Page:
Borshch issue 5
Delivered to Stack subscribers in Nov 2019
Borshch feels like it’s come straight from Berlin’s darkest dancefloors. In her introduction editor-in-chief Mariana Berezovska begins by asking what people are looking for when they enter the “sweaty basements and concrete cathedrals” that house experimental electronic music, locating us immediately in the Berlin of Berghain and Tresor and its many other bars and clubs. This issue is built around the theme of ‘dark side’ and the editorial works to understand what darkness means in music. Its focus on electronic music stretches well beyond the dancefloor, pulling in adjacent ideas and interests.
Mariana Berezovska and Tiago Biscaia
What is Borshch?
Borshch is a magazine for electronic music on and beyond the dancefloor. It’s a space to provoke open dialogues and challenge established ideas about making, listening, and dancing to music. Through physical and digital formats, Borshch discusses the artistic, social, and political impact of electronic music on contemporary culture in and outside the club settings. The print edition of the magazine is published biannually.
What makes it different to the rest?
It’s a magazine dedicated to electronic music and the culture around it with a strong focus on artistic aspects of music production. Our creative direction departs from the present-day club aesthetics aiming for timeless editorial design and natural photography outside of a studio or club setting. This approach is somewhat rare among music publications.
Who makes Borshch?
Borshch creative directors are Mariana Berezovska and Tiago Biscaia. Mariana and Tiago founded Borshch in Berlin in 2017. Every issue Borshch involves new people and contributors from writers to photographers. Besides regulars on Borshch, we’ve had interesting contributions from musicians like Marie Davidson and Jeff Mills.
Who reads it?
Everyone interested in electronic music and its connection to visual art, design, politics, and technology. People for whom electronic music is a part of their lifestyle not only when they go clubbing but also in their everyday life. Also, a big part of our readership got to know the magazine through their interest in graphic design and print publications.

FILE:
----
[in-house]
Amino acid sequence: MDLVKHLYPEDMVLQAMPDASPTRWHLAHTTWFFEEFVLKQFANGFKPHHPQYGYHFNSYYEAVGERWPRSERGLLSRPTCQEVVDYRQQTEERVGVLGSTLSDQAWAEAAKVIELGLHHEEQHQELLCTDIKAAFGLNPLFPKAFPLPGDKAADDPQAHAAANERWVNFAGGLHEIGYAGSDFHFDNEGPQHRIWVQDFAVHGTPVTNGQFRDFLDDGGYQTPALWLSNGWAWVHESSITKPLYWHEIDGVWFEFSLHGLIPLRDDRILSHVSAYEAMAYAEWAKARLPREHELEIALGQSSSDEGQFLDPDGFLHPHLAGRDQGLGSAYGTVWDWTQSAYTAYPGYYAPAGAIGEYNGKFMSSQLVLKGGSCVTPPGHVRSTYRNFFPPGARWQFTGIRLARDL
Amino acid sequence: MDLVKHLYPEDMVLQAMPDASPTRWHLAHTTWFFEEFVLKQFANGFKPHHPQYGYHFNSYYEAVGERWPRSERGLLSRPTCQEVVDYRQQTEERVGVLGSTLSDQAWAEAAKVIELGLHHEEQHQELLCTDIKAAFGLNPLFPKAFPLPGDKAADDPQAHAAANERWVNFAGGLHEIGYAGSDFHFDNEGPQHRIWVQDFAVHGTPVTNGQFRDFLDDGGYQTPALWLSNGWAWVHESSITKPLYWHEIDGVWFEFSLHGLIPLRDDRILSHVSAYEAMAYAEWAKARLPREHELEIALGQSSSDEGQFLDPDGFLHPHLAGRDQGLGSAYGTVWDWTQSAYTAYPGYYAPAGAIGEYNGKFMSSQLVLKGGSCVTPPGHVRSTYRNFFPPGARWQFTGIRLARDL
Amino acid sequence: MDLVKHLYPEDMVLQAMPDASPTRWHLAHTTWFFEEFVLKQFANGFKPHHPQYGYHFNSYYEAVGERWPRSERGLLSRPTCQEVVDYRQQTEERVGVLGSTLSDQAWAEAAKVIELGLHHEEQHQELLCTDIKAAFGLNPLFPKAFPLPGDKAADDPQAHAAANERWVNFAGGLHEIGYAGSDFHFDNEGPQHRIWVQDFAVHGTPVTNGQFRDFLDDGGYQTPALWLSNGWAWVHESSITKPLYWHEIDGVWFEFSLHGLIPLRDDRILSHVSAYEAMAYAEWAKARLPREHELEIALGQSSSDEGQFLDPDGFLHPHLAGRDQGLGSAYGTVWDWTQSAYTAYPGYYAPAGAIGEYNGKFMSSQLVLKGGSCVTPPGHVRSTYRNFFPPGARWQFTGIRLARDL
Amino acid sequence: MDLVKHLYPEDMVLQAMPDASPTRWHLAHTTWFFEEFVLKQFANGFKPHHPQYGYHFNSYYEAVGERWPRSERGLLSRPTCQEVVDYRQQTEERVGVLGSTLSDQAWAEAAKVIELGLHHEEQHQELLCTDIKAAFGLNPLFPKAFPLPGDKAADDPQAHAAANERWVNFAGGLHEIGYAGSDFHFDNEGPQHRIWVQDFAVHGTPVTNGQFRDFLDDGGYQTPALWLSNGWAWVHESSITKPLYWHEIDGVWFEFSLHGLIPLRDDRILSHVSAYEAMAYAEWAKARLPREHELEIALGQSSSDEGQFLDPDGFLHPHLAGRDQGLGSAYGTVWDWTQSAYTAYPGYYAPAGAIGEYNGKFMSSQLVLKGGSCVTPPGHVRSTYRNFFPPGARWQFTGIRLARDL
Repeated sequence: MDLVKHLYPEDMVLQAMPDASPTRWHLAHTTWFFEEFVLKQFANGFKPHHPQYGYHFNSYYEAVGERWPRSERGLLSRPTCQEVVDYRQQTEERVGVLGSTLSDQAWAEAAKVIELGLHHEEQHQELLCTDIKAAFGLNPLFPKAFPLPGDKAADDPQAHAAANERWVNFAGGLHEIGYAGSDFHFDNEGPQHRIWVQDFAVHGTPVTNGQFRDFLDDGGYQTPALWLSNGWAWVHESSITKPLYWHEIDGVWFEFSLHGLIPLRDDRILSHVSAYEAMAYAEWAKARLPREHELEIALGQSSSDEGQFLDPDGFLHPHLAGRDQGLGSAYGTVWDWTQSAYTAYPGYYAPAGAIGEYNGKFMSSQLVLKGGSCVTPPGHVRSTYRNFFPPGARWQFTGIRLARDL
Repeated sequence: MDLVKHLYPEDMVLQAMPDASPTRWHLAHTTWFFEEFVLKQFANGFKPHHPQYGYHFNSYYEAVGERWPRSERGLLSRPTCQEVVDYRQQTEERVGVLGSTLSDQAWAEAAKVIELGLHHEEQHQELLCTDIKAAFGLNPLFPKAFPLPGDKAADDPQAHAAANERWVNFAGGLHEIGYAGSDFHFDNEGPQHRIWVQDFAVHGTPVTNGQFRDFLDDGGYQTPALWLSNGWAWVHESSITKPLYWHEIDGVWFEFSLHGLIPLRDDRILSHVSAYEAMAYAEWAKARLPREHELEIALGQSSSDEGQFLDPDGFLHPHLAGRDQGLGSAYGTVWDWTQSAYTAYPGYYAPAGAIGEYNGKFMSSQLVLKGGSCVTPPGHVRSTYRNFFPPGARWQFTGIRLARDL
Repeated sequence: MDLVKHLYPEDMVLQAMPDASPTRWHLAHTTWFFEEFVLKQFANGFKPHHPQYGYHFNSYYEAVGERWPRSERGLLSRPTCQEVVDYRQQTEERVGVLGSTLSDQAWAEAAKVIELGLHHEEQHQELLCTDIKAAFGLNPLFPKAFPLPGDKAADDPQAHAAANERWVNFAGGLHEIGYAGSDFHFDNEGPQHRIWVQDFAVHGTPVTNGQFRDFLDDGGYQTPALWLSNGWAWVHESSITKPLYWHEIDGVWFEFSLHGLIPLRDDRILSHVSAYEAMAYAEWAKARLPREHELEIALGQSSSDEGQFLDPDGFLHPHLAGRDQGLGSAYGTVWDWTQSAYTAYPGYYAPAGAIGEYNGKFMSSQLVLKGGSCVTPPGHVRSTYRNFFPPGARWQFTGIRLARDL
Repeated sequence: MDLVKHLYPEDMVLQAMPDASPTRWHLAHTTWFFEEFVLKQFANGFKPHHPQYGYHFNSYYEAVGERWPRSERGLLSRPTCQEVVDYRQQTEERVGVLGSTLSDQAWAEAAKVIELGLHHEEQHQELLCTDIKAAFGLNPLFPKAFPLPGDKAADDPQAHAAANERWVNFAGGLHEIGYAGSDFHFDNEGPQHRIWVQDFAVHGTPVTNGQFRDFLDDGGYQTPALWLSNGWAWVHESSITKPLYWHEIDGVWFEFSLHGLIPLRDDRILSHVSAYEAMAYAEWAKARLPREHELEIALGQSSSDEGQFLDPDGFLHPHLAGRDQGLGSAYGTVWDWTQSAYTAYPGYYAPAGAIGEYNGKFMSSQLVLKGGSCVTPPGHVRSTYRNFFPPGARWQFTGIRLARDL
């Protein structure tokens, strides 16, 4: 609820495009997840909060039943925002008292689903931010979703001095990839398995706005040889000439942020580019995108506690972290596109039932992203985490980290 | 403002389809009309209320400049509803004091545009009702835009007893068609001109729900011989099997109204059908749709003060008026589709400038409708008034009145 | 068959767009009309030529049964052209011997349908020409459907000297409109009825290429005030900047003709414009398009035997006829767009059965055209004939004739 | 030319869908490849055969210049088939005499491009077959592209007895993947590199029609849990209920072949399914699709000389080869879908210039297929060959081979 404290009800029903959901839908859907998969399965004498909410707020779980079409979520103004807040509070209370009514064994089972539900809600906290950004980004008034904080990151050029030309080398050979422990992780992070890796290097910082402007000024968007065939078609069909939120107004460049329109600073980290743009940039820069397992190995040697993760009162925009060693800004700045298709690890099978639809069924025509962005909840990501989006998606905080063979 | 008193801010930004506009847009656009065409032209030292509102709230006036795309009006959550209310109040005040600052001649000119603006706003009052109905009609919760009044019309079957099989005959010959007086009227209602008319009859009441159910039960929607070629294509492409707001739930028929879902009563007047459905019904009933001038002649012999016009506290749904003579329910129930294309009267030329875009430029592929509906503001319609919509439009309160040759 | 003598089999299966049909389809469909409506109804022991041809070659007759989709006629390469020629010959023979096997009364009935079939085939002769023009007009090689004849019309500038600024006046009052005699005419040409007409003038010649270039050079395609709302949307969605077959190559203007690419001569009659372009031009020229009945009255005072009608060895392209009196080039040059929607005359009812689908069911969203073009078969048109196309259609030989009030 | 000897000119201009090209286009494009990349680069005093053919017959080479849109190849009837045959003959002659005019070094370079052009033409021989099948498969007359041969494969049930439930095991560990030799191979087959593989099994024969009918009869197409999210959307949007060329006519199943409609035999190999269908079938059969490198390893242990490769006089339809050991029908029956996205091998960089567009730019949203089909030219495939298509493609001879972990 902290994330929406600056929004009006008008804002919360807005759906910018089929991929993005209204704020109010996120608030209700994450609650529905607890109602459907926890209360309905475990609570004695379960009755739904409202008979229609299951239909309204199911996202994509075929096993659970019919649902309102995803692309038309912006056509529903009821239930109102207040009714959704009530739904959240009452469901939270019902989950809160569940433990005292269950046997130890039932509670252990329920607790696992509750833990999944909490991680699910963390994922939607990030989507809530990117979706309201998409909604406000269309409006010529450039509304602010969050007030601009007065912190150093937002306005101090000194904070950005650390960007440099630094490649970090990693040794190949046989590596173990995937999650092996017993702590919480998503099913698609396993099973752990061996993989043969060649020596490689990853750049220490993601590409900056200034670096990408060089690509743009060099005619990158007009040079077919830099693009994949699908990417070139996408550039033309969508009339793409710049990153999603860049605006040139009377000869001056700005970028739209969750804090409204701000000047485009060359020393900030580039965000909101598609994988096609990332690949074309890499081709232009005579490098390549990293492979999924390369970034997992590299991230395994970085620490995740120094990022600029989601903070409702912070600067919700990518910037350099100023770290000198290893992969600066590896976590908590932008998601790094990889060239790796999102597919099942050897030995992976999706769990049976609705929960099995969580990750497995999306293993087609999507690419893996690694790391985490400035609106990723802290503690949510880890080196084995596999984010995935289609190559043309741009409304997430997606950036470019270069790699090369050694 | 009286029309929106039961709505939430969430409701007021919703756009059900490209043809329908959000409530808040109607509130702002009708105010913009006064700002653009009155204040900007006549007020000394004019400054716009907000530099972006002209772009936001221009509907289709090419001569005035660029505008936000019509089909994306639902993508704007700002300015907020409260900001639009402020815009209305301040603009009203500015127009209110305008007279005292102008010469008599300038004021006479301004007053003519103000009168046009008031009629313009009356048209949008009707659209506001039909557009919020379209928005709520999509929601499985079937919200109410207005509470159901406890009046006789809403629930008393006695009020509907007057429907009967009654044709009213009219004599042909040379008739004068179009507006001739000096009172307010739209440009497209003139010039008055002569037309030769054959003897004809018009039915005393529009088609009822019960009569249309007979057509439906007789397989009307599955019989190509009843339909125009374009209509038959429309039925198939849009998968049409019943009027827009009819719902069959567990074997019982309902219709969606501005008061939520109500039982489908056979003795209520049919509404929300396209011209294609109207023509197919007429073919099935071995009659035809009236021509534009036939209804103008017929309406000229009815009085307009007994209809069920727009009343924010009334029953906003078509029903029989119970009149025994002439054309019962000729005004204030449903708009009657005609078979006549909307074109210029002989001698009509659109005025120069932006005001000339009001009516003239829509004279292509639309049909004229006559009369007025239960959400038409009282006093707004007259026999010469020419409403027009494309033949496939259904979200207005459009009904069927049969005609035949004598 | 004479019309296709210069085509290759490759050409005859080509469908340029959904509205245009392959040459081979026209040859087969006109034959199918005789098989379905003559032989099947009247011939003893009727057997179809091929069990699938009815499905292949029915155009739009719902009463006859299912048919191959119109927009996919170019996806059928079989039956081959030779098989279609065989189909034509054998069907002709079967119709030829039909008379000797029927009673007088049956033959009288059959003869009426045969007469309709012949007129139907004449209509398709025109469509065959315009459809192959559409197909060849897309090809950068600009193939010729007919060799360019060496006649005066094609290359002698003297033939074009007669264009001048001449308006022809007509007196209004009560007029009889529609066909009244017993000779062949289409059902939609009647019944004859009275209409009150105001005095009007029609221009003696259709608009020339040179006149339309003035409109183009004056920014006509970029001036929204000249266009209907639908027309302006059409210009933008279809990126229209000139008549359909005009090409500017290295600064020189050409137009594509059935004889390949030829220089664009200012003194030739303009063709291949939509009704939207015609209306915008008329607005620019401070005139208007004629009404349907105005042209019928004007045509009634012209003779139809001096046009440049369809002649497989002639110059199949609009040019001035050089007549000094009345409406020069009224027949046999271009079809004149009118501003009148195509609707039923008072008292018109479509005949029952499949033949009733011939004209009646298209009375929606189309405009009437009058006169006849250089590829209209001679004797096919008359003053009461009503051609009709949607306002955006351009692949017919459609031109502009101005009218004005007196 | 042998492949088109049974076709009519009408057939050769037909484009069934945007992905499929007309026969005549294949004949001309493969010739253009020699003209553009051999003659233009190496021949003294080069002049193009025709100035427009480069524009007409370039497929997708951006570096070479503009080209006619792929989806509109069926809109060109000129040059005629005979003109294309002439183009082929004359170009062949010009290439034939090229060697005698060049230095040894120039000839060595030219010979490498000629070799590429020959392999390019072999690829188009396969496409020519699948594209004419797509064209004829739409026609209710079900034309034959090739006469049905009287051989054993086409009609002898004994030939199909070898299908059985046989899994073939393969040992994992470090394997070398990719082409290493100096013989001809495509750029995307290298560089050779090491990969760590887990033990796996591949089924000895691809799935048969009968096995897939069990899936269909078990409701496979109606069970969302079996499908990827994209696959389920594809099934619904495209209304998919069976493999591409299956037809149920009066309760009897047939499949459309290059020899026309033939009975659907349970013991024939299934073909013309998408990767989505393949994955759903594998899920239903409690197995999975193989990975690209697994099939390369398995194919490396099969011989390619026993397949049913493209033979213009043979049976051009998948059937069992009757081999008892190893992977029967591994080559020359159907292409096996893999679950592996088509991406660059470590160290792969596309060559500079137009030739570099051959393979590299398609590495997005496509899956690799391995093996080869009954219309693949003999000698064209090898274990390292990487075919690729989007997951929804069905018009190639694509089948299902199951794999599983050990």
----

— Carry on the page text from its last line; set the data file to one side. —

Why do you work in magazines?
We both really enjoy magazines as a medium. In our times of uncontrollable flow of content and information, it’s important to have an anchor or a punctuation mark. To have a fresh critical view on familiar subjects. Making a print magazine also comes with many limitations of form and content. A print magazine provides curated space where one cannot scroll down endlessly. And this is where a limitation becomes a possibility to sharpen focus on one specific topic and make a statement on a defined number of pages. And a sharp focus is a rare thing these days.
Also, of course, we both have admired electronic music for years, and it’s a great pleasure to contribute to this culture, discover new names, and question some established views that we do not always agree with.
Aside from the print magazine, what else are you involved in?
We both have day jobs and work on other projects too. Mariana works as a communication manager at design and art studio in Berlin, and Tiago works as a freelance designer and art director in Berlin and Lisbon.
What would you change about Borshch if you could?
We’d love to have a permanent office where we could meet up with our contributors and collaborators, organise our own events and workshops, and have space for people to come over and see first hand how Borshch works. And also we’d like to have a bigger editorial team.
Where do you see Borshch in five years?
Editing and designing next issue about electronic music and club culture in Brazil where we just finished our half-year residency. Sitting in our Berlin-based office with a nice sound system, industrial feel, and warm lighting.
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